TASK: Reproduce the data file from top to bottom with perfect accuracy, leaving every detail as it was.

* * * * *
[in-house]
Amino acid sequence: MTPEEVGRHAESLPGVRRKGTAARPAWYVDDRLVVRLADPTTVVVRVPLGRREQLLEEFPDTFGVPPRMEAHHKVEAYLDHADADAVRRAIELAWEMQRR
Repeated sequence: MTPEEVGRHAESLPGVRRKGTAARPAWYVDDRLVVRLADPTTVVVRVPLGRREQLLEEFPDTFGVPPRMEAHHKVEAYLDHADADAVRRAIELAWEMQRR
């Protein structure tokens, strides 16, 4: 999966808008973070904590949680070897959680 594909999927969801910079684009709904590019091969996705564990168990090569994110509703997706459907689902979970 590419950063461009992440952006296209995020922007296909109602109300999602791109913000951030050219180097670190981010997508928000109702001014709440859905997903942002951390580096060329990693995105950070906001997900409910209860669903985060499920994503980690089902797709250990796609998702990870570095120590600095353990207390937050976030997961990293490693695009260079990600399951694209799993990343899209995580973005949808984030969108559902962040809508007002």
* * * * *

[in-house]
Amino acid sequence: MTPEEVGRHAESLPGVRRKGTAARPAWYVDDRLVVRLADPTTVVVRVPLGRREQLLEEFPDTFGVPPRMEAHHKVEAYLDHADADAVRRAIELAWEMQRR
Repeated sequence: MTPEEVGRHAESLPGVRRKGTAARPAWYVDDRLVVRLADPTTVVVRVPLGRREQLLEEFPDTFGVPPRMEAHHKVEAYLDHADADAVRRAIELAWEMQRR
């Protein structure tokens, strides 16, 4: 999966808008973070904590949680070897959680 594909999927969801910079684009709904590019091969996705564990168990090569994110509703997706459907689902979970 590419950063461009992440952006296209995020922007296909109602109300999602791109913000951030050219180097670190981010997508928000109702001014709440859905997903942002951390580096060329990693995105950070906001997900409910209860669903985060499920994503980690089902797709250990796609998702990870570095120590600095353990207390937050976030997961990293490693695009260079990600399951694209799993990343899209995580973005949808984030969108559902962040809508007002």